Why thermal inactivation of airborne viruses could become a life-style
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COVID-19 pandemic highlighted the importance of air biosecurity because SARS-CoV-2 is mainly transmitted from person to person via airborne droplets. Preventing infectious droplets from entering the body is one of the best ways to protect against infection. In his paper, published at the Applied Thermal Engineering Journal, Mikhail S. Vlaskin, head of the Laboratory of Energy Accumulating Materials at the Joint Institute for High Temperatures of the Russian Academy of Sciences, reviews the transmission patterns of airborne pathogens and air disinfection methods.

A particular emphasis is put on studies devoted to the thermal inactivation of viruses. These reviews reveal that air heat treatment has not been seriously considered as a possible air disinfection approach. Simple calculations show that the energy input required for thermal disinfection of human’s air daily consumption is almost the same as for daily water consumption (by heat treatment from room temperature to 100 °C). Moreover, it is possible to organize a continuous heat recovery from the air already heated during disinfection to the inlet air, thus significantly increasing the energy efficiency.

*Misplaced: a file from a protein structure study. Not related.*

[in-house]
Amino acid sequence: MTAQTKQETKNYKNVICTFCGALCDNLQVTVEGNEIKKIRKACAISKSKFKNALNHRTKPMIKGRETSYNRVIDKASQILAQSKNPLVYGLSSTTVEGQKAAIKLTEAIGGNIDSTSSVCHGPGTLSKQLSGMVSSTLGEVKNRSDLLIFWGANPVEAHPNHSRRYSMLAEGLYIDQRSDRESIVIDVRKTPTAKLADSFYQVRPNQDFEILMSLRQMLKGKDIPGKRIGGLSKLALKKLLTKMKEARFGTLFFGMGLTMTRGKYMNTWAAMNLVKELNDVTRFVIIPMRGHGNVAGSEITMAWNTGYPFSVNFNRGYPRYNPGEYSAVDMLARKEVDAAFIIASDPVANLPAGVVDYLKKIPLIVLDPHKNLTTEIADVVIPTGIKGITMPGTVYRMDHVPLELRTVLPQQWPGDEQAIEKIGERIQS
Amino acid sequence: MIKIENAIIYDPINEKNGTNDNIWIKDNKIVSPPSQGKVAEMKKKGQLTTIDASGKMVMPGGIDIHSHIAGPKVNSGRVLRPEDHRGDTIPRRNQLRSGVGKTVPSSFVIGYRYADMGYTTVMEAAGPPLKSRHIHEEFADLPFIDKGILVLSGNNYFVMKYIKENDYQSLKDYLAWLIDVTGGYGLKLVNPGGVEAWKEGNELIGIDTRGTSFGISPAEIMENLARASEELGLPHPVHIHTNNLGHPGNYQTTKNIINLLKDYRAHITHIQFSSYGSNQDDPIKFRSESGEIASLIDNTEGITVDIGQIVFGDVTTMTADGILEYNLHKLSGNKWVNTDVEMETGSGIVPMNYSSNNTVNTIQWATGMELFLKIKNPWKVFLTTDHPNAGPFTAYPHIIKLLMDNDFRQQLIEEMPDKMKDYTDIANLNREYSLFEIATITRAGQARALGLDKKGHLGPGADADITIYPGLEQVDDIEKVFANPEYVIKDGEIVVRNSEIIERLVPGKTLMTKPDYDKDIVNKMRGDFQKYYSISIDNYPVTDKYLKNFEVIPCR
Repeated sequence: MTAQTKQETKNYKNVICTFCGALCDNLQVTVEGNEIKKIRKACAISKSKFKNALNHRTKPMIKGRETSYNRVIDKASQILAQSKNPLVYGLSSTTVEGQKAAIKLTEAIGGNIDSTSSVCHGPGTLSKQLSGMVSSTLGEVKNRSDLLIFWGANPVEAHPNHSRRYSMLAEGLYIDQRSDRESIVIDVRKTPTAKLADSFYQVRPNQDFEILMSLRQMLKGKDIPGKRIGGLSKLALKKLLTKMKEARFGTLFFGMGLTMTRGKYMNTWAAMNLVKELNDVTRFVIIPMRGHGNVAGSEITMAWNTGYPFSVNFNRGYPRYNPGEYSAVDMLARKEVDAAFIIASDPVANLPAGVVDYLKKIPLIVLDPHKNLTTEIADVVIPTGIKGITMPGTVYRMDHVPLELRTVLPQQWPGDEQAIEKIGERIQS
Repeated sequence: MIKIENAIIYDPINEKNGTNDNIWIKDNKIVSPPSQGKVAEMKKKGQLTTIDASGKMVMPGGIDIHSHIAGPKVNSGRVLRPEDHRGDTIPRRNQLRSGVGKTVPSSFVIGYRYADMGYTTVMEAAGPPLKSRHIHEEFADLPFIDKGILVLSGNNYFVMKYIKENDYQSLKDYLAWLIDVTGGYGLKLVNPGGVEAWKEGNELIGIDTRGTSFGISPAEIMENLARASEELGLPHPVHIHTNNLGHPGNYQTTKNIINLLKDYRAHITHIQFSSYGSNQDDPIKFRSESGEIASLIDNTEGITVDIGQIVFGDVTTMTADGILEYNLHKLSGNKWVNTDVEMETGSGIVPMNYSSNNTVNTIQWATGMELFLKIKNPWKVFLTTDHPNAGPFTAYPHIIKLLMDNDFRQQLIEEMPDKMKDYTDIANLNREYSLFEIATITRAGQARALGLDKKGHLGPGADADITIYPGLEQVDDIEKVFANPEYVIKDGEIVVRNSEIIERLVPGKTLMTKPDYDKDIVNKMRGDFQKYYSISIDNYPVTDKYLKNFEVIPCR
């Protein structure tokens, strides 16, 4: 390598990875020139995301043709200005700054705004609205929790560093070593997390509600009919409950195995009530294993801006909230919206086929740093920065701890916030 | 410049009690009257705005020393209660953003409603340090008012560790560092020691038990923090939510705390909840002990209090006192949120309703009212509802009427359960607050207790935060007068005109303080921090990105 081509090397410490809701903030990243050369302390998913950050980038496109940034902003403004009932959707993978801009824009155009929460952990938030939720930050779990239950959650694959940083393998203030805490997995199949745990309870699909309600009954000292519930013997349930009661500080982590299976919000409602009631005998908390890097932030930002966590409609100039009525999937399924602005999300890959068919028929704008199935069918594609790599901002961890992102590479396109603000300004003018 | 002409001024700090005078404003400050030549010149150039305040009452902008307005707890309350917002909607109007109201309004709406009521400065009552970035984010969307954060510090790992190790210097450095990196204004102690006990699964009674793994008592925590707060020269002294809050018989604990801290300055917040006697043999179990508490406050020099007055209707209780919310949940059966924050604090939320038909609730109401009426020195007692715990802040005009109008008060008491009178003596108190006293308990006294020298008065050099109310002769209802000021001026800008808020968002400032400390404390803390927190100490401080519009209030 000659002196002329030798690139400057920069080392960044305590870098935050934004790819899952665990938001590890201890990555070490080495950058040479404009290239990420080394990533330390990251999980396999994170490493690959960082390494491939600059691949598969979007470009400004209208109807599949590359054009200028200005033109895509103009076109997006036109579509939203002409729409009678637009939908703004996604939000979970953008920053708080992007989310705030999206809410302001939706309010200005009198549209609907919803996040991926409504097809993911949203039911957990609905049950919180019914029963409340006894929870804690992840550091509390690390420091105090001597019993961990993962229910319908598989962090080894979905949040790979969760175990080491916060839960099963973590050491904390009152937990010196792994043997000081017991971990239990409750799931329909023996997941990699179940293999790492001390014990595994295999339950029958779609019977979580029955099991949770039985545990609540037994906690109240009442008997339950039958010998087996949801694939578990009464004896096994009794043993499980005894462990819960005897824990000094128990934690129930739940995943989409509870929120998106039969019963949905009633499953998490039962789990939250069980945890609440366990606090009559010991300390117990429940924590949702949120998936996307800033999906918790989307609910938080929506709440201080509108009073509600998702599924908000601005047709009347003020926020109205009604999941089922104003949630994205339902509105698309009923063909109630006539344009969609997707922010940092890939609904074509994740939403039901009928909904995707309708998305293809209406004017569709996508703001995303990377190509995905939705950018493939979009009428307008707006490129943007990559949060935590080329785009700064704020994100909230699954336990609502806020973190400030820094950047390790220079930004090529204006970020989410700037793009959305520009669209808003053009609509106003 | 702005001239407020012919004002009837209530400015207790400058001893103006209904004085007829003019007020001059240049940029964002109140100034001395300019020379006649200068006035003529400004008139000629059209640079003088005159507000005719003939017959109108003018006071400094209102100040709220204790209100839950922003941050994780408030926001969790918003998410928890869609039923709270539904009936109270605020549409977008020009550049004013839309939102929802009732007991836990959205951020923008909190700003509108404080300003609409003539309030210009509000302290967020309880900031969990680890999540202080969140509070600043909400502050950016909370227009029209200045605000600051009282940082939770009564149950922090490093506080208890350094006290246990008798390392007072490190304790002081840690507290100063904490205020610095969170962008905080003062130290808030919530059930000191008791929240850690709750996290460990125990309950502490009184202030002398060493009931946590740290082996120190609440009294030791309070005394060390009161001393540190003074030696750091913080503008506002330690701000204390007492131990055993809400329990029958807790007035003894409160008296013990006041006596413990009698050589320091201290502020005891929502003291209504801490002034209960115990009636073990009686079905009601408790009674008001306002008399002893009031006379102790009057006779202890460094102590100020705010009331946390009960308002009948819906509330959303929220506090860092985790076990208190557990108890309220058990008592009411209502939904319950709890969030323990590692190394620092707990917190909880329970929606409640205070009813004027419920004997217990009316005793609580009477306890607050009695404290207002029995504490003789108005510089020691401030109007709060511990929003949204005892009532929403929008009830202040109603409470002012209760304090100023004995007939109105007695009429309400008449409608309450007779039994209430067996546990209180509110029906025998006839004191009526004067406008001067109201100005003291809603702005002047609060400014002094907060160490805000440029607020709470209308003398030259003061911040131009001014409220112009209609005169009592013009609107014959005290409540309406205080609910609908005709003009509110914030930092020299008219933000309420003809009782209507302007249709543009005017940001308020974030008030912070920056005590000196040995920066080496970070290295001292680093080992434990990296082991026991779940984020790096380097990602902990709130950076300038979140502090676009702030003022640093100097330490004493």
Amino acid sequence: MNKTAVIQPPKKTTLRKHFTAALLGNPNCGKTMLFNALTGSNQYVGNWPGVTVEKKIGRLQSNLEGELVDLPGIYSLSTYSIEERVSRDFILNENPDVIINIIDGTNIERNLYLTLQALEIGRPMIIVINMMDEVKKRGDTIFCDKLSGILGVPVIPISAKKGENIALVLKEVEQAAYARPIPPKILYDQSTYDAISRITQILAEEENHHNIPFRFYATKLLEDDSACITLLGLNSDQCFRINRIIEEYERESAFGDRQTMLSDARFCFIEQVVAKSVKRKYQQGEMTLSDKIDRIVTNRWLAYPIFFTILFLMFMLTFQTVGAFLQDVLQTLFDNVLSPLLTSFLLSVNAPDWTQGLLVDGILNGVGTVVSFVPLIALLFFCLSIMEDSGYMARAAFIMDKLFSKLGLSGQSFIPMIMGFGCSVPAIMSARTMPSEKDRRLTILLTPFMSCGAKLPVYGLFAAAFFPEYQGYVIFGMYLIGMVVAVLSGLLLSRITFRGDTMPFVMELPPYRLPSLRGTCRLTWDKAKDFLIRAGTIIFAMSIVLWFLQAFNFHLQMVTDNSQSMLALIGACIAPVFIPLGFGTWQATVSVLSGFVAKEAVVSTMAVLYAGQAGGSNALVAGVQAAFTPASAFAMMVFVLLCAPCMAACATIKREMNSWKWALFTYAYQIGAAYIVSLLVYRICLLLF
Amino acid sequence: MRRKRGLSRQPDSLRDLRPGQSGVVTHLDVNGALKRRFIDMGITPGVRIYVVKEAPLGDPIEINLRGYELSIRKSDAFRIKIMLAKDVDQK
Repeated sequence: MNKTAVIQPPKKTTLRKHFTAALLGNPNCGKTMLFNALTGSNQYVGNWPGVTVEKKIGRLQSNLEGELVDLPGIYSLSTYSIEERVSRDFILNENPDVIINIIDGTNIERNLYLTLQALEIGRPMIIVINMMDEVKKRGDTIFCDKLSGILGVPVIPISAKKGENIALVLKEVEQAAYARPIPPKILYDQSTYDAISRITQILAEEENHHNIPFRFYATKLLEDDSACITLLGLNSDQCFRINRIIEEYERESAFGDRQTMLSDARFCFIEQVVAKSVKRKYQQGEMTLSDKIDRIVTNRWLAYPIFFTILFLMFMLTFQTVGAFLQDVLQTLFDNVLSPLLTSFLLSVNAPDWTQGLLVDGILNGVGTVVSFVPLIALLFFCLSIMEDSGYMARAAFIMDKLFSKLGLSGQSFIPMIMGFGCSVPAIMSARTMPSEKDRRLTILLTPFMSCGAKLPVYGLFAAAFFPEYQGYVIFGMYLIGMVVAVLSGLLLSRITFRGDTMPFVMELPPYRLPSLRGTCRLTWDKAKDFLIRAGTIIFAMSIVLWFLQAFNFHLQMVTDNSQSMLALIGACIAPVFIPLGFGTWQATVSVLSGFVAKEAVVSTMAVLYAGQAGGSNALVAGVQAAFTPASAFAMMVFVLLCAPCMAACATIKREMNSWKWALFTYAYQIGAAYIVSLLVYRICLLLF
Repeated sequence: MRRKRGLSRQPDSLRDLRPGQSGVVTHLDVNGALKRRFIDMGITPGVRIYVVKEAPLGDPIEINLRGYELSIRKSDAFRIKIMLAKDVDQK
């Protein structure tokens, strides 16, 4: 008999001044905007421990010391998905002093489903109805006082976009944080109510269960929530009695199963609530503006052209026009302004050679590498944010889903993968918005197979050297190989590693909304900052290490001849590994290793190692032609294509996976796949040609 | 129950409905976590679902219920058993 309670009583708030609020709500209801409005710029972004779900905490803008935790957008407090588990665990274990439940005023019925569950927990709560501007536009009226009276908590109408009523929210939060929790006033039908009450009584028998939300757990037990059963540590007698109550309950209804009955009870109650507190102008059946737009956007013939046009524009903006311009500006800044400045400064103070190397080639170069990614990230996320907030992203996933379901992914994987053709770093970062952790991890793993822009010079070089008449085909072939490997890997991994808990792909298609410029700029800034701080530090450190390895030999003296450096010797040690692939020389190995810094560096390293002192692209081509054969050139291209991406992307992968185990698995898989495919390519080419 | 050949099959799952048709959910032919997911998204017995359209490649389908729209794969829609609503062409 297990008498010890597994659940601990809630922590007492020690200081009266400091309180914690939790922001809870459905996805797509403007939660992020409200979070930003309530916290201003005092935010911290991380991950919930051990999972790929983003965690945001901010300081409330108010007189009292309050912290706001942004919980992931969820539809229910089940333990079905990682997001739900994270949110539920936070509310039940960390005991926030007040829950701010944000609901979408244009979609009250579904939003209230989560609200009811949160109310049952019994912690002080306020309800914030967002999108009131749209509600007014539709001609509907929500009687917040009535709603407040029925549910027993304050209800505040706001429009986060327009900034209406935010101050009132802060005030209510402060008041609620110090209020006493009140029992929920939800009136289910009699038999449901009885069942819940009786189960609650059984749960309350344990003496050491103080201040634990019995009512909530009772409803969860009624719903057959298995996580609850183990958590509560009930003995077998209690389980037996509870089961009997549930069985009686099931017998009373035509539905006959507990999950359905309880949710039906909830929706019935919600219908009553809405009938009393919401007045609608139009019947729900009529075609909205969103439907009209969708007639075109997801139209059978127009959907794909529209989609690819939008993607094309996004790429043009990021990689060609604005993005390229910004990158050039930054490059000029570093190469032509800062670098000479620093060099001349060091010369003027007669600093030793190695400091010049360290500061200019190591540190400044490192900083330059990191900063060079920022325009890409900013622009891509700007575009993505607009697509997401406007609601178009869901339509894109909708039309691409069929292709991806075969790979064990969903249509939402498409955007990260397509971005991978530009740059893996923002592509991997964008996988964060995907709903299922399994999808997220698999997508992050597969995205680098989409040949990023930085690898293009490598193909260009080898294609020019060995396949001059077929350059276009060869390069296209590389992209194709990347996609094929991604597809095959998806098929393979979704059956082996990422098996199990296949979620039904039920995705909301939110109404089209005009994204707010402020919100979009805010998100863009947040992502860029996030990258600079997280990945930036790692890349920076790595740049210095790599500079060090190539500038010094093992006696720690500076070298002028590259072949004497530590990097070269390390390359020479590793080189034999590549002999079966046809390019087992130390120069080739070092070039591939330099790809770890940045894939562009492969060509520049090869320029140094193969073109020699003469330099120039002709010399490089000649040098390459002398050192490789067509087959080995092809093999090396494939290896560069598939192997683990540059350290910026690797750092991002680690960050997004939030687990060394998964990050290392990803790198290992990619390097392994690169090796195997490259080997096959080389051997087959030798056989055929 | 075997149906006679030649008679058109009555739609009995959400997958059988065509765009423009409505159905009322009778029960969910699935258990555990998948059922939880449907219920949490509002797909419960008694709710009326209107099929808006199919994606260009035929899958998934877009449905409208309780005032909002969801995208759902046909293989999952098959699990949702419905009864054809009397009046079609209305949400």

Therefore, Mr. Vlaskin proposed a solution for the thermal inactivation of airborne pathogens based on air heating and its subsequent cooling in a heat exchanger with heat recovery. Such a solution could be used to create mobile personal and stationary indoor air disinfectors, as well as heating, ventilation, and air conditioning systems. Thermal disinfection of air to breathe might one day be part of people’s daily life like thermal disinfection of drinking water. Aside from limiting infectious disease transmission, thermal inactivation might be the basis for developing inhaled vaccines using thermally inactivated whole pathogens.

The article is available at ScienceDirect.

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